Technical Look At eBay Inc
On Tuesday, Carl Icahn exerted his influence on Wall Street once again.
With the announcement that eBay Inc (NASDAQ: EBAY) is spinning off PayPay, Icahn dictated the actions of yet another major company.
Rally Overdone In Premarket Trading
The Street's immediate reaction to the news in premarket trading boosted the issue to a new all-time high of $59.84.
This level eclipses the former high for the issue, made on the last day of February at $59.70. The stock made a solid attempt to clear that level in March but was turned backed on three different occasions.
Shares only exceeded their former all-time high (made in December 2004) by $0.50, though, before collapsing under $50.00 to $48.14 in early June.
Interestingly, the $50.00 level has provided support for the issue several times over the last 20 months. Had an investor identified that key support level back in December 2012, they would have turned in a solid profit on seven different occasions, assuming the trades were based on a monthly time frame.
The two most recent instances, in fact, came in June and July.
In June, eBay swooned to $48.14 before recovering. That level coincides with its lowest level over the aforementioned time period when it bottomed at $48.06 in November 2013.
In July, the “buy the dip” came in just under the $50.00 level and was put in place at $49.74. This provided the foundation for eBay's most recent rally.
If an investor had been using that level since Icahn began talks with the company for changes in February, they would've had a total of three times to purchase the company under $50.00.
If an investor instead favored trading the ranges in eBay as opposed to “buy and hold,” they could have bought at $50.00 and sold more than $56.00 five different times over the same time period.
The phenomenon would have occurred again this month, but large buyers came in ahead of the $50.00 level, making $50.04 the low for September.
The euphoria over the announcement was short-lived following the immediate pop from $59.00 to $59.84 once it resumed from its trading halt. After succumbing to profit-takers, eBay dipped under the $59.00 mark minutes after making its high and was unhappy to retake the level, let alone its former all-time high of $59.21.
What Has Really Changed With Its Fundamentals?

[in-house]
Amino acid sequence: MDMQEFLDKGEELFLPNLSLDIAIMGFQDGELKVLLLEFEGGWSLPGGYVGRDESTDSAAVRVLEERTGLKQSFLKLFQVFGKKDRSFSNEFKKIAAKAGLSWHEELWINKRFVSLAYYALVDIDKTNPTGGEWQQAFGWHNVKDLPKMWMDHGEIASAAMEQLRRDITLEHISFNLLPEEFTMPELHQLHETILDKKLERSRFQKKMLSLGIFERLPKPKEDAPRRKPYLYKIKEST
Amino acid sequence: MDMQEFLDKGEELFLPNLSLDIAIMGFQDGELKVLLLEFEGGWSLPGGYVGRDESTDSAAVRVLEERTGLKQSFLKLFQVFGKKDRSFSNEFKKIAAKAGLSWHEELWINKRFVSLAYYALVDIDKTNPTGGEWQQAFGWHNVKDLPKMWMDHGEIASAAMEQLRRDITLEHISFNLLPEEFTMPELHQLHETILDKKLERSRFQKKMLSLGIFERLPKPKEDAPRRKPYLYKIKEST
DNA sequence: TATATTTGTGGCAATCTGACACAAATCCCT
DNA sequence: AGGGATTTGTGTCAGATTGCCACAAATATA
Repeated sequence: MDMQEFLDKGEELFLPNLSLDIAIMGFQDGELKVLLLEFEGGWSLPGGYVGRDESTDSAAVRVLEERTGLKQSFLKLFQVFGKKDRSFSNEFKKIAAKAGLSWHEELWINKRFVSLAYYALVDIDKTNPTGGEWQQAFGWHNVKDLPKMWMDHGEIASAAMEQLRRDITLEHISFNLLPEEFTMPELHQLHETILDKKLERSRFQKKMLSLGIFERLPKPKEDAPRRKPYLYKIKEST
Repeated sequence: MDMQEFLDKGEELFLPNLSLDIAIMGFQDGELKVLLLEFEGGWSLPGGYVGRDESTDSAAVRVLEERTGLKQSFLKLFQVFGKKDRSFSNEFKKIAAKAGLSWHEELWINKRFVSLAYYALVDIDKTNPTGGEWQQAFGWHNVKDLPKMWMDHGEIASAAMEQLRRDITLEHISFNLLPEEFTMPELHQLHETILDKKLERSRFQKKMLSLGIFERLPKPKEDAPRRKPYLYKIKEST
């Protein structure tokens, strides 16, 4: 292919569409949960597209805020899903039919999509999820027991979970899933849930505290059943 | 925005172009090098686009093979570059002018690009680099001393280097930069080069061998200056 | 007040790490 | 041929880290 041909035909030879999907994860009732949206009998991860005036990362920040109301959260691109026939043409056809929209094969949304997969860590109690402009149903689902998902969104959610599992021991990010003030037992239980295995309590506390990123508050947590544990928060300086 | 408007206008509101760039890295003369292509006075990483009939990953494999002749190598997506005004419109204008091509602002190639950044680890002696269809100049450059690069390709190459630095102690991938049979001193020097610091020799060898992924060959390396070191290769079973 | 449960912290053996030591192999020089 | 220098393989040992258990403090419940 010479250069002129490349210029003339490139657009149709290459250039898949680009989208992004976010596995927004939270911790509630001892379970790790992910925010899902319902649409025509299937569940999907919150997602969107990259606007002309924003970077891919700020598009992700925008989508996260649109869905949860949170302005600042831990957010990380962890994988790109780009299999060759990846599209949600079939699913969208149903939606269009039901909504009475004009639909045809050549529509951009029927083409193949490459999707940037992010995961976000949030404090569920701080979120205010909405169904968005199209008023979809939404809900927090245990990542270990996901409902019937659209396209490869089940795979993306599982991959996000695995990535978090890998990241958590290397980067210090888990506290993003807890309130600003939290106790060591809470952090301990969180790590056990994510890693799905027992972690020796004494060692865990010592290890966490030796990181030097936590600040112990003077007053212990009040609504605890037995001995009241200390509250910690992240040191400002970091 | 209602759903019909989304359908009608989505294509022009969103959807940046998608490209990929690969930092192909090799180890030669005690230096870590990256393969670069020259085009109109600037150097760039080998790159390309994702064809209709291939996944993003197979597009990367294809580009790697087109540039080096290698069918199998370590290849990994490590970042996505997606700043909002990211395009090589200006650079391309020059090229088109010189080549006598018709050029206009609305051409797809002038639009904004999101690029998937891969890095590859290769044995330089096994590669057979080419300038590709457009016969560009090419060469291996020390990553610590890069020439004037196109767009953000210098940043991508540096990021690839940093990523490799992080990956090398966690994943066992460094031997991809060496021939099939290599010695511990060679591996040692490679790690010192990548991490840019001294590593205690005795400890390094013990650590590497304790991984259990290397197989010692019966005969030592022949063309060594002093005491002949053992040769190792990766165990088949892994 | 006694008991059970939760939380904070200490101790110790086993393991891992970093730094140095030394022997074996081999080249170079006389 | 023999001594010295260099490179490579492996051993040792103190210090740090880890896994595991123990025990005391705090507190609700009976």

As investors began to realize that eBay is still eBay and PayPal is still PayPal, they began to take more chips off the table from the stock's highly uncharacteristic move. For an issue that averages an intraday trading range of roughly $1.00 to catapult by $7.00 in premarket trading, it's likely quants and high-frequency traders (that base decisions on historical standards) deemed the move to be unsustainable.
By the opening of the regular session, eBay had drifted down to the mid-$56.00 range and was only able to muster a rally off the open to $56.90 before reversing course.
So far, shorter-term, short-side players have congregated at $56.00, protecting the $55.95 low shortly after the open.
At this time, eBay is consolidating just above its low for the day at the $56.25 level and has ended its trading based on 15-minute brackets between $56.20 and $56.31 since 10:00AM.
It's possible this sets the stage for another major move.
For range traders, here was yet another opportunity to dump the issue in the midst of its extended trading range. Many may be pondering the likelihood of shares once again revisiting the $50.00 level to initiate a long entry.
For investors anticipating continued upside, eBay may certainly return to levels seen in premarket trading, but it is not going to be so easy. With the news already out, rallies in the issue may be muted as it returns to its normal trading pattern.
Disclosure: At the time of this writing, the author had no position in the equities mentioned in this report.
© 2016 Benzinga.com. Benzinga does not provide investment advice. All rights reserved.